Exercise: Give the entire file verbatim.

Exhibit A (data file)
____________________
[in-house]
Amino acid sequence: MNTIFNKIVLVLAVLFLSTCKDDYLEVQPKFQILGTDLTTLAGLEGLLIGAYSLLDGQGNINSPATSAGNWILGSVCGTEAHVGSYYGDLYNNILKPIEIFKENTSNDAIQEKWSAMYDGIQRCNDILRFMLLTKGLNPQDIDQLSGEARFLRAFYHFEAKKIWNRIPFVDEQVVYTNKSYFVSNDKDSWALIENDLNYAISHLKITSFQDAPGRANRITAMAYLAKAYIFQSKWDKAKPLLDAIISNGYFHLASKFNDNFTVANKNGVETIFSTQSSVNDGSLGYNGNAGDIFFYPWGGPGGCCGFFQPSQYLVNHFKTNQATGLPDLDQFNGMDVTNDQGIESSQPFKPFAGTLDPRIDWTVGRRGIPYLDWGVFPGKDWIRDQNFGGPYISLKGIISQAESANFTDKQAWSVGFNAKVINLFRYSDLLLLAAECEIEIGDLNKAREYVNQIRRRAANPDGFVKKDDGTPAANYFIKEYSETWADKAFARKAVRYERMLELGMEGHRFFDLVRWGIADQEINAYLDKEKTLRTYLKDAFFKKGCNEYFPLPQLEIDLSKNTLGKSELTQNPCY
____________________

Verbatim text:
[in-house]
Amino acid sequence: MNTIFNKIVLVLAVLFLSTCKDDYLEVQPKFQILGTDLTTLAGLEGLLIGAYSLLDGQGNINSPATSAGNWILGSVCGTEAHVGSYYGDLYNNILKPIEIFKENTSNDAIQEKWSAMYDGIQRCNDILRFMLLTKGLNPQDIDQLSGEARFLRAFYHFEAKKIWNRIPFVDEQVVYTNKSYFVSNDKDSWALIENDLNYAISHLKITSFQDAPGRANRITAMAYLAKAYIFQSKWDKAKPLLDAIISNGYFHLASKFNDNFTVANKNGVETIFSTQSSVNDGSLGYNGNAGDIFFYPWGGPGGCCGFFQPSQYLVNHFKTNQATGLPDLDQFNGMDVTNDQGIESSQPFKPFAGTLDPRIDWTVGRRGIPYLDWGVFPGKDWIRDQNFGGPYISLKGIISQAESANFTDKQAWSVGFNAKVINLFRYSDLLLLAAECEIEIGDLNKAREYVNQIRRRAANPDGFVKKDDGTPAANYFIKEYSETWADKAFARKAVRYERMLELGMEGHRFFDLVRWGIADQEINAYLDKEKTLRTYLKDAFFKKGCNEYFPLPQLEIDLSKNTLGKSELTQNPCY